DATE: February 25, 2006
FROM: Idaho Coalition of Home Educators

      In response to a huge volume of messages, House Bill 623 was narrowly defeated in the House Education Committee on Wednesday morning by a vote of 9-8. This bill has been stopped for this year. At the conclusion of the vote, the bill's sponsor, Representative Janna Kemp particularly thanked ICHE for giving her "the game plan to prepare for next year" in bringing the bill back. This is not an issue on which the supporters of public pre-schooling are going to give up easily. If we grow weary of the race, we will lose our freedom on the last lap.
      The Senate Education Committee then met on Wednesday afternoon to hear testimony on Senate Bills 1344 and 1241. The supporters of these bills to lower the ages of children that could be enrolled in public schools as far as infancy were well-coordinated. Both professional educators and industry leaders spoke passionately about how important it is to enroll our children in pre-kindergarten and preschool programs so that they can compete in the global community. Approximately 20 people representing large business interests or governmental programs spoke in support of the bills. Three spoke against them.
      Steven Thane of Reclaim Idaho spoke persuasively of the cost of such programs in terms of eroded parent-child relationships. ICHE presented evidence that such programs yield only a short-term increase in academic achievement. In the long run, students who attend preschool are academically indistinguishable from those that do not.
      At the end of two hours of testimony and questioning of the speakers, the committee debated the bills briefly. The motion to send SB1241 to the Senate floor failed for lack of a second. On a vote of 5 to 4, the committee also declined to send SB1344 to the full Senate.
      The closeness of the committee votes makes it clear that defeating the remaining two bills will be an uphill battle. The strength of the debate on both sides underscores the clash of ideologies concerning the rightful scope of government in education. Dr. Barr, one of the BSU professors who authored the "Missing Children" study, gave lengthy testimony declaring that poor children in particular benefit from early childhood education programs more than from being with their own parents. In response to this, Senator Fulcher posed the question, "What, then, is the purpose of parents?" Dr. Barr seemed unable to answer this.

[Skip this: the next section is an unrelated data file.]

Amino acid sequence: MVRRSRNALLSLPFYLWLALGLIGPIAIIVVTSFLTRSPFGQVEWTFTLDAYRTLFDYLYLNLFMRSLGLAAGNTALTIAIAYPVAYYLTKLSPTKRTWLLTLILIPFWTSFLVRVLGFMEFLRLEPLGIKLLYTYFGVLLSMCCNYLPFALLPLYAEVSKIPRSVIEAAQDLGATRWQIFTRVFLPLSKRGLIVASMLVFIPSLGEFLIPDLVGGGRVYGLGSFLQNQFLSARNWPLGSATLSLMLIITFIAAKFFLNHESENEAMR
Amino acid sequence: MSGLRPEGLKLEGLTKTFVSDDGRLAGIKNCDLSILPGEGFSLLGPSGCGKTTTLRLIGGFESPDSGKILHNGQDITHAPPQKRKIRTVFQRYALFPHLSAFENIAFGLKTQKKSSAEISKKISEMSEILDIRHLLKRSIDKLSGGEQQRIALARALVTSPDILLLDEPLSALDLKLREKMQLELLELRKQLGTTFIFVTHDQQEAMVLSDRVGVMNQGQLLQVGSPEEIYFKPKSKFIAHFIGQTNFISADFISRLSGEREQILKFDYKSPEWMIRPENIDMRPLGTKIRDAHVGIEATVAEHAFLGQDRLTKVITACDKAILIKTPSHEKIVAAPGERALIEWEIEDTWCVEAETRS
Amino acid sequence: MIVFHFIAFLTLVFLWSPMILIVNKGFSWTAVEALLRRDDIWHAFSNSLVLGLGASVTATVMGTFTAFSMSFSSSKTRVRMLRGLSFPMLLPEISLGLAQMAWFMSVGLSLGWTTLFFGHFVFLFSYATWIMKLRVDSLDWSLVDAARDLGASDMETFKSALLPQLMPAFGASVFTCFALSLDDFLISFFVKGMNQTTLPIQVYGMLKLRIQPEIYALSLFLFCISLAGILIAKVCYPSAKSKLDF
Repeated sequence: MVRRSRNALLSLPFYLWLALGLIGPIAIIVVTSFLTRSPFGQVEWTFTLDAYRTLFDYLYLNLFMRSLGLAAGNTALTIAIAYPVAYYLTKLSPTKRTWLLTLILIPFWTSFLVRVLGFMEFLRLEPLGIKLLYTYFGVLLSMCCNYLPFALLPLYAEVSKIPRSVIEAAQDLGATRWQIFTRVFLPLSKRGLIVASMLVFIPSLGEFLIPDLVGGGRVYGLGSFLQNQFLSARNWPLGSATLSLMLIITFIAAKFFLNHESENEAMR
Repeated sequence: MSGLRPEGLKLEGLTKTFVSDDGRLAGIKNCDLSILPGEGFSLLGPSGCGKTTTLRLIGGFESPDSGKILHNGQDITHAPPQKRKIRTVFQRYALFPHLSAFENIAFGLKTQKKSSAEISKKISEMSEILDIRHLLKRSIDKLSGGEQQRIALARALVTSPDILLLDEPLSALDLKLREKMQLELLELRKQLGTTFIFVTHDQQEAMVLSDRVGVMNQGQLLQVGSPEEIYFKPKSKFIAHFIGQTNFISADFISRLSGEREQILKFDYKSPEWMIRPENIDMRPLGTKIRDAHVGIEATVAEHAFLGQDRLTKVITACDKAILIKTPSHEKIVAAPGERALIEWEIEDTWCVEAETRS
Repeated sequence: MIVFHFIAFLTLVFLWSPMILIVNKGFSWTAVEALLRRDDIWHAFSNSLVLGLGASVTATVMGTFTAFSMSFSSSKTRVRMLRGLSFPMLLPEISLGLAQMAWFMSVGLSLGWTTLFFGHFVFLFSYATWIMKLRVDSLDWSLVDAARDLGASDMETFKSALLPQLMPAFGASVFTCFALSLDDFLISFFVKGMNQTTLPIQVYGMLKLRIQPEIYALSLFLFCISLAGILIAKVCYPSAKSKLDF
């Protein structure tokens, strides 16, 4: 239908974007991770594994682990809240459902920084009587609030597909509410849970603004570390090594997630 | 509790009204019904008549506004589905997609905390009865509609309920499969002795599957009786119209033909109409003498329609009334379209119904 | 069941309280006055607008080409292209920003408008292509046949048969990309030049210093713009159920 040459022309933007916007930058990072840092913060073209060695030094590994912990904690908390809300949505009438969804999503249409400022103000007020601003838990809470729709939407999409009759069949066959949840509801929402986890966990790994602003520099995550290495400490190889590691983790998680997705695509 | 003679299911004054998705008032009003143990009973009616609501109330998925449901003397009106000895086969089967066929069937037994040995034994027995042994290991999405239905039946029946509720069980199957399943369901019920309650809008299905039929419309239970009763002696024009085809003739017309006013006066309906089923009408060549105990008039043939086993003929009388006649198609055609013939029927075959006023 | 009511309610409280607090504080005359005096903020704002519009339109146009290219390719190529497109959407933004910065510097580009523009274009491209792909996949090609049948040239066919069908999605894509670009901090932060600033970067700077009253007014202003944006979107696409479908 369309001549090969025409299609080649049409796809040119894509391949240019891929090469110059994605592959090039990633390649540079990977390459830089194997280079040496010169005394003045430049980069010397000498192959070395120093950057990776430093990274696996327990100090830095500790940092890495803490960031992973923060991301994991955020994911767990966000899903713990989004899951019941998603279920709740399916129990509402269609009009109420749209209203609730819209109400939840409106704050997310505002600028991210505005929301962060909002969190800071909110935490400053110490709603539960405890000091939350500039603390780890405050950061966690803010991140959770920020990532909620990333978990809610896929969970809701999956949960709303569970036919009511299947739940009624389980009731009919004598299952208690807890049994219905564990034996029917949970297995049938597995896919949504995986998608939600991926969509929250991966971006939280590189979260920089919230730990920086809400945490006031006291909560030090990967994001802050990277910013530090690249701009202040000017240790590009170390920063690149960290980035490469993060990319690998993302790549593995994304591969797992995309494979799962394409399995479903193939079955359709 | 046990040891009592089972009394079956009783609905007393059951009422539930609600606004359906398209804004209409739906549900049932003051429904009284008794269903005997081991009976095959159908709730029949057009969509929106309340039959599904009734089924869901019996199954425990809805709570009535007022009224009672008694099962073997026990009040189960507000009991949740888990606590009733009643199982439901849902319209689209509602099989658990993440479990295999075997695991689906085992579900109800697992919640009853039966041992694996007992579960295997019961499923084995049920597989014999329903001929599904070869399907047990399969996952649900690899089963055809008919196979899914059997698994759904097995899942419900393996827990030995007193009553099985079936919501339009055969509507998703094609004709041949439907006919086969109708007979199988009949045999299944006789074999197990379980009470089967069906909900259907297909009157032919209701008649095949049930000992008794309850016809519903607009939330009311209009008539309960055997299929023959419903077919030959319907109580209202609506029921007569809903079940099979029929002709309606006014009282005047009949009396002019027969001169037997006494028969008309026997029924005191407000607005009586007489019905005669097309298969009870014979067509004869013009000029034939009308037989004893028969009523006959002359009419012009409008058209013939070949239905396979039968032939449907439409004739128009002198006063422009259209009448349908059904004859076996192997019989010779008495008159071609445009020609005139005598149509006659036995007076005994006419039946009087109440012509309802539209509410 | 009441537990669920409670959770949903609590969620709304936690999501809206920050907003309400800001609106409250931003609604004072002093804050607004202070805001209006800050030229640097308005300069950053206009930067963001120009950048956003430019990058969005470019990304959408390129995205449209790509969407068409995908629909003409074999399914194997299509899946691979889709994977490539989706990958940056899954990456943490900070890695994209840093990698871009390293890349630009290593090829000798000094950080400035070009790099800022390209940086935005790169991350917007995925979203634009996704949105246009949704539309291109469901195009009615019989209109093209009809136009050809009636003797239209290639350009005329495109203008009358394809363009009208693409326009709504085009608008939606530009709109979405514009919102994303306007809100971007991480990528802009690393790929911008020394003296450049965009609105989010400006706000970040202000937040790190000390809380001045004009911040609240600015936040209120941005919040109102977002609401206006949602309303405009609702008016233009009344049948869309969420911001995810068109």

When asked when they would like to see compulsory education begin, both Representative Kemp and the Idaho Education Association (IEA) President indicated as low as "age five," instead of the current requirement of age seven.
      Several legislators debated persuasively in favor of limiting the extent of government by leaving the "safety net" of voluntary kindergarten unchanged. Representative Neilson remarked that by deleting the references to voluntary kindergarten, "we are saying a different intent than we used to say, and that intent could be followed by adverse rules. Kindergarten has validated itself already by most parents wanting to do it voluntarily, and that's the American way. I see no reason why the state should step in by saying, 'Thou shalt,' or even change the intent by one little bit."
      This clash of ideologies will surface two more times this session. The two early childhood education bills that have yet to be heard are sponsored by members of the Senate Education Committee. They are:

  1. Senate Bill 1253 (Senator Schroeder): Instead of merely permitting public schools to offer kindergarten programs, this bill would now require that they do so.
  2. Senate Bill 1381 (Senators Burkett & Marley): Introduces the infrastructure for a massive new governmental program of early childhood education, initially for those 4 years of age or older.

      ICHE will continue to monitor all of these bills. As the session progresses from here, bills will move quickly and our lead time can be as short as overnight for your response to your legislators. Please continue to watch for, and immediately respond to, future Alerts.       Thank you for your tremendous response which has been critical in stopping these bills at the committee level.       To join ICHE and receive email Alerts, go to www.iche-idaho.org.

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